In 1959, a city ordinance designated the area "bounded by Yesler Way, Empire Way South, Lake Way, Rainier Avenue South, and 14th Avenue South" a "blighted area" and proposed an urban renewal project: the 340-acre Yesler-Atlantic Neighborhood Improvement Project; which would fund "rehabilitation, redevelopment, or a combination thereof" with federal dollars. The city was authorized to apply for $89,200 to fund plans and surveys of the area; this figure was later amended to $137,854. A $2 million capital grant was requested to demolish decaying structures and construct and install "streets, utilities, parks, playgrounds ... public buildings or facilities ... "; displaced families would be relocated. Also in 1959, when the federal government expressed concern about the costs of funding the entire project, the area to be improved was divided into two sections (the Yesler-Atlantic "U" and the "T," so named for the shape of the areas covered). The 137-acre "T" was selected as the first to undergo development because a large non-cash grant would accrue from the construction of the New Washington Junior High School in the "T" area. Survey and planning of the area began in 1960. In 1966, a new plan for the Yesler-Atlantic neighborhood was approved; structural inspections and an economic feasibility study were carried out, and a new project plan was created. A public hearing was scheduled for discussion of the new plan, and some property owners petitioned to have the hearing delayed on the grounds that the City Council had not made known the special procedures that applied to urban renewal hearings. Although their request was denied, the resulting litigation would delay the start of the project until 1968. In 1968, the project received HUD approval. By 1973, forty-two homes had been rehabilitated, new complexes had been constructed, and a new park had been completed.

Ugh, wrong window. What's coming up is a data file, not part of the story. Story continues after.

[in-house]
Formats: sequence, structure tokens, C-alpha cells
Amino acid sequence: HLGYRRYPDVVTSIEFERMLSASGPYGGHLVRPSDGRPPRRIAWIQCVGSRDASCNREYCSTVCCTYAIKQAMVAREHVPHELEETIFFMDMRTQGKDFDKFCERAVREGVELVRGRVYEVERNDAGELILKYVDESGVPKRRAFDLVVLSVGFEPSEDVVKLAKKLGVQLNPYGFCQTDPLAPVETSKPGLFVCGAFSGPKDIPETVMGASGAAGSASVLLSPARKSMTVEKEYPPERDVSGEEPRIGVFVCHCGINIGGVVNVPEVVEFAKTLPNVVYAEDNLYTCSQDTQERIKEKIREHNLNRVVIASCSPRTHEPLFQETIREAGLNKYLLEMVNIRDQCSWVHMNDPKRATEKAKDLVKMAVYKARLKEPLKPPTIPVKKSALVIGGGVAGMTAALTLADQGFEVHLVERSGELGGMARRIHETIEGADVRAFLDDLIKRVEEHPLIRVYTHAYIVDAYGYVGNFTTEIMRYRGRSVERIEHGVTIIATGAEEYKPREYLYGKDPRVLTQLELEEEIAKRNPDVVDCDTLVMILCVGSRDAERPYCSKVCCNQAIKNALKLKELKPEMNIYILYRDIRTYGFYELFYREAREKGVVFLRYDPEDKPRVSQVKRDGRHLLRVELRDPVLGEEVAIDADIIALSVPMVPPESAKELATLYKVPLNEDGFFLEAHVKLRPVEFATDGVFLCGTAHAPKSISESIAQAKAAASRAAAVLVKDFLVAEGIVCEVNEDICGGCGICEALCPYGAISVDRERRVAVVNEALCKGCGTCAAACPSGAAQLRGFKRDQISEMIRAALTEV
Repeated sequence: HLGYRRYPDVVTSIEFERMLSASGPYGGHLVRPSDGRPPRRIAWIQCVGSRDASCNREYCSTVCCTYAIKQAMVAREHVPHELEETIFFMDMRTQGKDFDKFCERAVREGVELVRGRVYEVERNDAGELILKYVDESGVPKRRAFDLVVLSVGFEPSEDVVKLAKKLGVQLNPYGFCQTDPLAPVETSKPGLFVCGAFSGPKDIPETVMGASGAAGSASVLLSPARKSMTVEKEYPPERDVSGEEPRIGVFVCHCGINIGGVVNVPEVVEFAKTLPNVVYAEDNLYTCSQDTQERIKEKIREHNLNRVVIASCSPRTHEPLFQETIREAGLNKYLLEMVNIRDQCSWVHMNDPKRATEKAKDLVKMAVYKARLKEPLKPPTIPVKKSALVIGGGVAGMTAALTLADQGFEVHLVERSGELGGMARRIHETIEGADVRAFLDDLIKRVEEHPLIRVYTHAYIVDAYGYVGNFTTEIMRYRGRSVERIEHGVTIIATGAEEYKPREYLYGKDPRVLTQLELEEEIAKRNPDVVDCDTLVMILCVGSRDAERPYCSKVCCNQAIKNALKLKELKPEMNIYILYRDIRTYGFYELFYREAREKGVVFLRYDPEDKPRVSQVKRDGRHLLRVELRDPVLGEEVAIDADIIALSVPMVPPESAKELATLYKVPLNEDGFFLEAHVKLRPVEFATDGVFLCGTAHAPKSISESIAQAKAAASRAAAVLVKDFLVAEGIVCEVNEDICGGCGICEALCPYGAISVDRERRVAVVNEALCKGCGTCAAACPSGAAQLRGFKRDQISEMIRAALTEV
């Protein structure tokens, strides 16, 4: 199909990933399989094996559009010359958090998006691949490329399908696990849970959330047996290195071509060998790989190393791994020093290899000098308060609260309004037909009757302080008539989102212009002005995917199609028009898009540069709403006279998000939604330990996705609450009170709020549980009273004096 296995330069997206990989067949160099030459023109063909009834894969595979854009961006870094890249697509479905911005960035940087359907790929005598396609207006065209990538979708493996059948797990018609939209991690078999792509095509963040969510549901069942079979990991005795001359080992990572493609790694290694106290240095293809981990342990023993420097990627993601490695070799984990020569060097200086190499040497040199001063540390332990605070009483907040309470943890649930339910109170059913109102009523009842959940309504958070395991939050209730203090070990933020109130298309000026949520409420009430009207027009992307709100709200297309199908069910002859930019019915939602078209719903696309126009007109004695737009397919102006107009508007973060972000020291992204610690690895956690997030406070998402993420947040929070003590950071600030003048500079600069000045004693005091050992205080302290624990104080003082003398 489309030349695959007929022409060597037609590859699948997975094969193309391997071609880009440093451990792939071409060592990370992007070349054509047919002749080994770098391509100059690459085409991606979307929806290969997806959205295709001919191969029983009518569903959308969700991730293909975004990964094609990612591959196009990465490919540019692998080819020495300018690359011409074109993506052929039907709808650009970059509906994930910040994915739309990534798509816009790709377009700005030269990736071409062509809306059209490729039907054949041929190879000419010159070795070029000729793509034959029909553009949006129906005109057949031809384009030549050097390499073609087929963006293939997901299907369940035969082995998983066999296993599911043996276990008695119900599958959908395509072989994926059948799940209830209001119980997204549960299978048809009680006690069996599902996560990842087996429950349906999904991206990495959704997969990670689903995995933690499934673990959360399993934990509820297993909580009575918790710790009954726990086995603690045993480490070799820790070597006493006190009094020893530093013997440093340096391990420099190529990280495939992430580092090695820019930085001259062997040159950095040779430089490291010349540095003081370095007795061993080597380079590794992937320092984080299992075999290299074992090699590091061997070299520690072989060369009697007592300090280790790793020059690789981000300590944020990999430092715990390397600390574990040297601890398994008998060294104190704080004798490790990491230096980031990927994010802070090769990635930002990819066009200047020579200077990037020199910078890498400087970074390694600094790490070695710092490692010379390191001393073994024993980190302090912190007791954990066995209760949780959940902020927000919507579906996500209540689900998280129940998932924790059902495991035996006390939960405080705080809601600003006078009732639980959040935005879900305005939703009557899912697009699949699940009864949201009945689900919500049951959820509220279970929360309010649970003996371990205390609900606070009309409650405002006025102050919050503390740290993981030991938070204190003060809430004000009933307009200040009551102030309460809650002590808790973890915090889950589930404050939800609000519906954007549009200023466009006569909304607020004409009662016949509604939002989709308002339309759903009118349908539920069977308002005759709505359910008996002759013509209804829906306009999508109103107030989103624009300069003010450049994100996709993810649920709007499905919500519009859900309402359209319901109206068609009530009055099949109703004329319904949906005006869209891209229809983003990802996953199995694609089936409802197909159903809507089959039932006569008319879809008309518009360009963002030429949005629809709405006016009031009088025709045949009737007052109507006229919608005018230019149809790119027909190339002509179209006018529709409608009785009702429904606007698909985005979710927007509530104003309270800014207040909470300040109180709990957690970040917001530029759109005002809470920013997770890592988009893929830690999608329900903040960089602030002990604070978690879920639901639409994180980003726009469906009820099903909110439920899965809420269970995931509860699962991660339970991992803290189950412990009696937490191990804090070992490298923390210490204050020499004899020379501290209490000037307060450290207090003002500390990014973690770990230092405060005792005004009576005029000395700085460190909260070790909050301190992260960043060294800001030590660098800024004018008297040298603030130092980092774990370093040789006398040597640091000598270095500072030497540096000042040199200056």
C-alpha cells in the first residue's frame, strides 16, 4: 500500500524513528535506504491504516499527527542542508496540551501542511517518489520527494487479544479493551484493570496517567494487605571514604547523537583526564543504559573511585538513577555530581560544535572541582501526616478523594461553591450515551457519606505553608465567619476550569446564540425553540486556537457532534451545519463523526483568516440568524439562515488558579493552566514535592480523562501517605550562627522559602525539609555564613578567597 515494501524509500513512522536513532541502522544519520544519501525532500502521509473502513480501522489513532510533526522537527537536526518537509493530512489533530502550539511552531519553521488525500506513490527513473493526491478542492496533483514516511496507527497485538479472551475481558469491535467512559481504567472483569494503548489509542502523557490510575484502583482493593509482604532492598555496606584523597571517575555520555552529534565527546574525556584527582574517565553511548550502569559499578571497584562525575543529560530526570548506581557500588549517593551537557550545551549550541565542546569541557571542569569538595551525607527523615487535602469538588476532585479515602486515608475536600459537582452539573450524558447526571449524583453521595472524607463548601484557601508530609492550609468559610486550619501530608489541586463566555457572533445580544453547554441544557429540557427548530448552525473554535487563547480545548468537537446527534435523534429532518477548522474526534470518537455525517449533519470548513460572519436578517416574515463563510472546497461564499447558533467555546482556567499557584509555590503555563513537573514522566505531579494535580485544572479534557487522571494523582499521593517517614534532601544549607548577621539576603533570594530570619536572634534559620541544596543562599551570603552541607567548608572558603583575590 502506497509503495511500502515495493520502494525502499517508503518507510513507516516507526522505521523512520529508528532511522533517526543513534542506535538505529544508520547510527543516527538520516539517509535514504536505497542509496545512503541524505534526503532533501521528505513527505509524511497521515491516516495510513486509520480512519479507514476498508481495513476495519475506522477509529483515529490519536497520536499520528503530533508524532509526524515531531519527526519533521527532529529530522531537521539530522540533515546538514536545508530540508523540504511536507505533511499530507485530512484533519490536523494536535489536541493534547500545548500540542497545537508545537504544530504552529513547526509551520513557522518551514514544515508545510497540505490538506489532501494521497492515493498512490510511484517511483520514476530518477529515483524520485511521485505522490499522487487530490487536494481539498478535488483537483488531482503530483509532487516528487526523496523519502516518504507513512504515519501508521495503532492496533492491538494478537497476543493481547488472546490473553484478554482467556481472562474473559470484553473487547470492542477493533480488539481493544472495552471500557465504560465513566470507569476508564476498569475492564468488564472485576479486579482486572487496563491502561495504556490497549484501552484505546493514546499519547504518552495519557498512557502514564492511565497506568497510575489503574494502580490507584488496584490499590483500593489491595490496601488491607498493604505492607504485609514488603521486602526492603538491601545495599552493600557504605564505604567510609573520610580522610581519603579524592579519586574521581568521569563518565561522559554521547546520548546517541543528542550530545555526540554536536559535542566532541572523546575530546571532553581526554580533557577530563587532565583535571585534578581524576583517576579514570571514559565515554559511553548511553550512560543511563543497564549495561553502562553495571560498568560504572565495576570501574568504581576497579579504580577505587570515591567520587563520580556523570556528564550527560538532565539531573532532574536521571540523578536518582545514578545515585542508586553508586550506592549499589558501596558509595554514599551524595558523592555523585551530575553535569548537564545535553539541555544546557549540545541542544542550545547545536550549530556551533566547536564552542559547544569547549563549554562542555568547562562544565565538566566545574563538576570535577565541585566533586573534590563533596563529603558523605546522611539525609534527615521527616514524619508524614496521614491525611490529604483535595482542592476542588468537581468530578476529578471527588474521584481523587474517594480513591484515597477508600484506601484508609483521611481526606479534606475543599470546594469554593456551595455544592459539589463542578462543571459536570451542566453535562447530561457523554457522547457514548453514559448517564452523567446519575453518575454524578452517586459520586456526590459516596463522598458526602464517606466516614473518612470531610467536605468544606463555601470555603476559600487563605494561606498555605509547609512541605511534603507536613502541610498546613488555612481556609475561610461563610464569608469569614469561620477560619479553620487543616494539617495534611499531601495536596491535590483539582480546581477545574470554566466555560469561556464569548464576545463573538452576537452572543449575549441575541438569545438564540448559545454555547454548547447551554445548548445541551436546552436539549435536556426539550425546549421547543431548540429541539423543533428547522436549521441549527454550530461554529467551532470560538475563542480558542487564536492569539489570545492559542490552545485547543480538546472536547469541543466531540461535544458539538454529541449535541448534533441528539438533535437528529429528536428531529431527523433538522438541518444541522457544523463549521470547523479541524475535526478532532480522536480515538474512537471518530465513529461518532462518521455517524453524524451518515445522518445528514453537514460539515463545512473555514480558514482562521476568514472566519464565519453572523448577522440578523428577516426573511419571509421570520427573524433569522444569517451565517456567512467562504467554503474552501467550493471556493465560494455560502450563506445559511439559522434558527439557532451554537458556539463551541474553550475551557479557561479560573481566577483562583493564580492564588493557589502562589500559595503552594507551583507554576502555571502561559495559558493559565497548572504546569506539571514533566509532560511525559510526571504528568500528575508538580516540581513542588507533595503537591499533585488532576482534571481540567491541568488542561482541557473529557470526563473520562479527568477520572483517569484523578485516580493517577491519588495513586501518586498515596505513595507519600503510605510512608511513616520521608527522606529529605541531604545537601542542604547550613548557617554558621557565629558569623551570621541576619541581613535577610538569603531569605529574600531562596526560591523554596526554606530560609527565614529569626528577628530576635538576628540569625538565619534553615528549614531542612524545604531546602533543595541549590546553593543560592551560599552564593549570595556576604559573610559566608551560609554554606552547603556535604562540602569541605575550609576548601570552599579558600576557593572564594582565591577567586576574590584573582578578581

From the description of Yesler-Atlantic Neighborhood Improvement Project Survey photographs and negatives, ca. 1961. (Unknown). WorldCat record id: 166429073